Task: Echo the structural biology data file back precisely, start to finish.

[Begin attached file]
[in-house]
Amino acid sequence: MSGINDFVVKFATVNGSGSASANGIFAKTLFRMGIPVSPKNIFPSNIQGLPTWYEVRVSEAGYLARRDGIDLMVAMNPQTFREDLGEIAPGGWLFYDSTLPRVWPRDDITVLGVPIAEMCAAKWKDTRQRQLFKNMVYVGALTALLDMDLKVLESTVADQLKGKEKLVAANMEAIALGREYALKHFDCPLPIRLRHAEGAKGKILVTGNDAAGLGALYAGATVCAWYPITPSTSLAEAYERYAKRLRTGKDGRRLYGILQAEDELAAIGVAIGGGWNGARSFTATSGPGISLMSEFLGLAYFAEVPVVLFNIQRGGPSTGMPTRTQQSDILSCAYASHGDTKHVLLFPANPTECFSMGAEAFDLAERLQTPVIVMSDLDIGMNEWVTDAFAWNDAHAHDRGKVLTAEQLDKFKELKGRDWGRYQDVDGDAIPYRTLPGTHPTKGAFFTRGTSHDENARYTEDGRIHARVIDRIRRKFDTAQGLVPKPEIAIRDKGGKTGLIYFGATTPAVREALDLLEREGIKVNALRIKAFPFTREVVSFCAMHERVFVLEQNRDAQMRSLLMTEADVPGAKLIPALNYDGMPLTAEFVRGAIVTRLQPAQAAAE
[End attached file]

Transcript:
[in-house]
Amino acid sequence: MSGINDFVVKFATVNGSGSASANGIFAKTLFRMGIPVSPKNIFPSNIQGLPTWYEVRVSEAGYLARRDGIDLMVAMNPQTFREDLGEIAPGGWLFYDSTLPRVWPRDDITVLGVPIAEMCAAKWKDTRQRQLFKNMVYVGALTALLDMDLKVLESTVADQLKGKEKLVAANMEAIALGREYALKHFDCPLPIRLRHAEGAKGKILVTGNDAAGLGALYAGATVCAWYPITPSTSLAEAYERYAKRLRTGKDGRRLYGILQAEDELAAIGVAIGGGWNGARSFTATSGPGISLMSEFLGLAYFAEVPVVLFNIQRGGPSTGMPTRTQQSDILSCAYASHGDTKHVLLFPANPTECFSMGAEAFDLAERLQTPVIVMSDLDIGMNEWVTDAFAWNDAHAHDRGKVLTAEQLDKFKELKGRDWGRYQDVDGDAIPYRTLPGTHPTKGAFFTRGTSHDENARYTEDGRIHARVIDRIRRKFDTAQGLVPKPEIAIRDKGGKTGLIYFGATTPAVREALDLLEREGIKVNALRIKAFPFTREVVSFCAMHERVFVLEQNRDAQMRSLLMTEADVPGAKLIPALNYDGMPLTAEFVRGAIVTRLQPAQAAAE